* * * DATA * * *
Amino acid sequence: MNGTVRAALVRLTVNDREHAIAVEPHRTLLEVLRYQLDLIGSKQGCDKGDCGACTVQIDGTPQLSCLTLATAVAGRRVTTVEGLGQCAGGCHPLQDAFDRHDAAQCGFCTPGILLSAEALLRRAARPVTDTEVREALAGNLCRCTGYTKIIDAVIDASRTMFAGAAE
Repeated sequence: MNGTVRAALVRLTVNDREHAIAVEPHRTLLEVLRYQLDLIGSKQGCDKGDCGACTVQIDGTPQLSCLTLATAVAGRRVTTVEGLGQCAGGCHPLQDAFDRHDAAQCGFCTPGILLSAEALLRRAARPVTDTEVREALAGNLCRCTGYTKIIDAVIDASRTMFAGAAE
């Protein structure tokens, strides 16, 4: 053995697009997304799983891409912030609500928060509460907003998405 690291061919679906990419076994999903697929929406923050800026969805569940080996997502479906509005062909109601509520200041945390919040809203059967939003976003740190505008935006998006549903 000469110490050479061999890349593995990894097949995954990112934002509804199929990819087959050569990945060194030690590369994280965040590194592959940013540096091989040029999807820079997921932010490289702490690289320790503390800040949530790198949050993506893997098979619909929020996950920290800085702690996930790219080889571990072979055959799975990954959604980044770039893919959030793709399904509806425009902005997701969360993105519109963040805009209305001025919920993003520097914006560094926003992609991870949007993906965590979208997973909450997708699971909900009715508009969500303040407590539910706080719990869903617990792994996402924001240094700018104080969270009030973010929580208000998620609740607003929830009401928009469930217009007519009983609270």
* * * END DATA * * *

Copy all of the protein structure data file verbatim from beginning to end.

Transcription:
Amino acid sequence: MNGTVRAALVRLTVNDREHAIAVEPHRTLLEVLRYQLDLIGSKQGCDKGDCGACTVQIDGTPQLSCLTLATAVAGRRVTTVEGLGQCAGGCHPLQDAFDRHDAAQCGFCTPGILLSAEALLRRAARPVTDTEVREALAGNLCRCTGYTKIIDAVIDASRTMFAGAAE
Repeated sequence: MNGTVRAALVRLTVNDREHAIAVEPHRTLLEVLRYQLDLIGSKQGCDKGDCGACTVQIDGTPQLSCLTLATAVAGRRVTTVEGLGQCAGGCHPLQDAFDRHDAAQCGFCTPGILLSAEALLRRAARPVTDTEVREALAGNLCRCTGYTKIIDAVIDASRTMFAGAAE
């Protein structure tokens, strides 16, 4: 053995697009997304799983891409912030609500928060509460907003998405 690291061919679906990419076994999903697929929406923050800026969805569940080996997502479906509005062909109601509520200041945390919040809203059967939003976003740190505008935006998006549903 000469110490050479061999890349593995990894097949995954990112934002509804199929990819087959050569990945060194030690590369994280965040590194592959940013540096091989040029999807820079997921932010490289702490690289320790503390800040949530790198949050993506893997098979619909929020996950920290800085702690996930790219080889571990072979055959799975990954959604980044770039893919959030793709399904509806425009902005997701969360993105519109963040805009209305001025919920993003520097914006560094926003992609991870949007993906965590979208997973909450997708699971909900009715508009969500303040407590539910706080719990869903617990792994996402924001240094700018104080969270009030973010929580208000998620609740607003929830009401928009469930217009007519009983609270």